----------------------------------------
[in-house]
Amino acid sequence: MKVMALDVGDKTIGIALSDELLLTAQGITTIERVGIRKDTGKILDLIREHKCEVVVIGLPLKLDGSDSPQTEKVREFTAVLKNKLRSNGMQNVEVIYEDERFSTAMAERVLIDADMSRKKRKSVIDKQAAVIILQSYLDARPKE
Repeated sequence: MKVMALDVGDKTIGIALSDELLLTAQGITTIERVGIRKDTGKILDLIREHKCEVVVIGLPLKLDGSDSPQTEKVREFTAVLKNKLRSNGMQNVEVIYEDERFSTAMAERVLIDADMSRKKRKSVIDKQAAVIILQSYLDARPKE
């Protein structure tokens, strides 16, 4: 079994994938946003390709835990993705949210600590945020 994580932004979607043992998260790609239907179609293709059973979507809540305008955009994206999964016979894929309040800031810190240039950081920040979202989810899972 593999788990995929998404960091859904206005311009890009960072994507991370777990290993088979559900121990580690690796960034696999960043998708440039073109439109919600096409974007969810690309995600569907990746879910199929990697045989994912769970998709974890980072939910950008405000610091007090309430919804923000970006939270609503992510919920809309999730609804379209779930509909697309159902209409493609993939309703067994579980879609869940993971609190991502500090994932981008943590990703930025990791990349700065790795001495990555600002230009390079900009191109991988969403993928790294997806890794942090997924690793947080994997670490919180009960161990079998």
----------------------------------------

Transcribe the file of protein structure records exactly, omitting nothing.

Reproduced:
[in-house]
Amino acid sequence: MKVMALDVGDKTIGIALSDELLLTAQGITTIERVGIRKDTGKILDLIREHKCEVVVIGLPLKLDGSDSPQTEKVREFTAVLKNKLRSNGMQNVEVIYEDERFSTAMAERVLIDADMSRKKRKSVIDKQAAVIILQSYLDARPKE
Repeated sequence: MKVMALDVGDKTIGIALSDELLLTAQGITTIERVGIRKDTGKILDLIREHKCEVVVIGLPLKLDGSDSPQTEKVREFTAVLKNKLRSNGMQNVEVIYEDERFSTAMAERVLIDADMSRKKRKSVIDKQAAVIILQSYLDARPKE
């Protein structure tokens, strides 16, 4: 079994994938946003390709835990993705949210600590945020 994580932004979607043992998260790609239907179609293709059973979507809540305008955009994206999964016979894929309040800031810190240039950081920040979202989810899972 593999788990995929998404960091859904206005311009890009960072994507991370777990290993088979559900121990580690690796960034696999960043998708440039073109439109919600096409974007969810690309995600569907990746879910199929990697045989994912769970998709974890980072939910950008405000610091007090309430919804923000970006939270609503992510919920809309999730609804379209779930509909697309159902209409493609993939309703067994579980879609869940993971609190991502500090994932981008943590990703930025990791990349700065790795001495990555600002230009390079900009191109991988969403993928790294997806890794942090997924690793947080994997670490919180009960161990079998």